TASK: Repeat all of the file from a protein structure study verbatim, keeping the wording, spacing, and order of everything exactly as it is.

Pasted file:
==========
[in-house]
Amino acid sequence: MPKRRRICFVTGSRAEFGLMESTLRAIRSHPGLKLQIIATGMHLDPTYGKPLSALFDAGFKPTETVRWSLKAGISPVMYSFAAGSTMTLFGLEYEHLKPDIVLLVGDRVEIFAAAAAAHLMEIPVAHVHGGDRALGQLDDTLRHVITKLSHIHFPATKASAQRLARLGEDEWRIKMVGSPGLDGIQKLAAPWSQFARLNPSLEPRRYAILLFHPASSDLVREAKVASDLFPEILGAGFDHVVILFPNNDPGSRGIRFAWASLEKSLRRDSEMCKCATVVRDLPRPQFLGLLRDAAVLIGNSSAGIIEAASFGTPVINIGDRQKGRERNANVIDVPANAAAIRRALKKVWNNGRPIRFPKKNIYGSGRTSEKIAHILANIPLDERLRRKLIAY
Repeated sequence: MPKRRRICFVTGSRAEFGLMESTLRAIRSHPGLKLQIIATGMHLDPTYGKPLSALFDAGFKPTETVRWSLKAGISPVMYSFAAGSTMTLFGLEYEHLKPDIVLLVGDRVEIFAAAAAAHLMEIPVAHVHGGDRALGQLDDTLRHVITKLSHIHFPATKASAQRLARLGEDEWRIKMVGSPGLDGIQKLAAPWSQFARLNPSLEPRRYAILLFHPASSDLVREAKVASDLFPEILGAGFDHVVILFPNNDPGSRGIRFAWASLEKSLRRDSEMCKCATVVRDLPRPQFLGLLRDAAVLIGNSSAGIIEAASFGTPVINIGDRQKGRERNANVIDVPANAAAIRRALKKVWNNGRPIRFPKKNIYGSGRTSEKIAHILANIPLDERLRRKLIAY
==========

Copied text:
[in-house]
Amino acid sequence: MPKRRRICFVTGSRAEFGLMESTLRAIRSHPGLKLQIIATGMHLDPTYGKPLSALFDAGFKPTETVRWSLKAGISPVMYSFAAGSTMTLFGLEYEHLKPDIVLLVGDRVEIFAAAAAAHLMEIPVAHVHGGDRALGQLDDTLRHVITKLSHIHFPATKASAQRLARLGEDEWRIKMVGSPGLDGIQKLAAPWSQFARLNPSLEPRRYAILLFHPASSDLVREAKVASDLFPEILGAGFDHVVILFPNNDPGSRGIRFAWASLEKSLRRDSEMCKCATVVRDLPRPQFLGLLRDAAVLIGNSSAGIIEAASFGTPVINIGDRQKGRERNANVIDVPANAAAIRRALKKVWNNGRPIRFPKKNIYGSGRTSEKIAHILANIPLDERLRRKLIAY
Repeated sequence: MPKRRRICFVTGSRAEFGLMESTLRAIRSHPGLKLQIIATGMHLDPTYGKPLSALFDAGFKPTETVRWSLKAGISPVMYSFAAGSTMTLFGLEYEHLKPDIVLLVGDRVEIFAAAAAAHLMEIPVAHVHGGDRALGQLDDTLRHVITKLSHIHFPATKASAQRLARLGEDEWRIKMVGSPGLDGIQKLAAPWSQFARLNPSLEPRRYAILLFHPASSDLVREAKVASDLFPEILGAGFDHVVILFPNNDPGSRGIRFAWASLEKSLRRDSEMCKCATVVRDLPRPQFLGLLRDAAVLIGNSSAGIIEAASFGTPVINIGDRQKGRERNANVIDVPANAAAIRRALKKVWNNGRPIRFPKKNIYGSGRTSEKIAHILANIPLDERLRRKLIAY